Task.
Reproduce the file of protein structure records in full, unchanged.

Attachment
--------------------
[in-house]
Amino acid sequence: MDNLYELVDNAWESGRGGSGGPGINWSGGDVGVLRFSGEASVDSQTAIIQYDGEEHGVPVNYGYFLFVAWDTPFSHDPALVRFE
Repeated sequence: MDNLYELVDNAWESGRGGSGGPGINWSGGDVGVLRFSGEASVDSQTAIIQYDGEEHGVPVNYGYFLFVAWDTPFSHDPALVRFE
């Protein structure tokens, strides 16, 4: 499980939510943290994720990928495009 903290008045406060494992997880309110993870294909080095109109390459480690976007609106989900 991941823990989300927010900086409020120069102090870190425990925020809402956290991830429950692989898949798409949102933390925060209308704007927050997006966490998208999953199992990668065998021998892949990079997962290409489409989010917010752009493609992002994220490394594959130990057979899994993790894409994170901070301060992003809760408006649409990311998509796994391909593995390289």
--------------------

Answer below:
[in-house]
Amino acid sequence: MDNLYELVDNAWESGRGGSGGPGINWSGGDVGVLRFSGEASVDSQTAIIQYDGEEHGVPVNYGYFLFVAWDTPFSHDPALVRFE
Repeated sequence: MDNLYELVDNAWESGRGGSGGPGINWSGGDVGVLRFSGEASVDSQTAIIQYDGEEHGVPVNYGYFLFVAWDTPFSHDPALVRFE
């Protein structure tokens, strides 16, 4: 499980939510943290994720990928495009 903290008045406060494992997880309110993870294909080095109109390459480690976007609106989900 991941823990989300927010900086409020120069102090870190425990925020809402956290991830429950692989898949798409949102933390925060209308704007927050997006966490998208999953199992990668065998021998892949990079997962290409489409989010917010752009493609992002994220490394594959130990057979899994993790894409994170901070301060992003809760408006649409990311998509796994391909593995390289």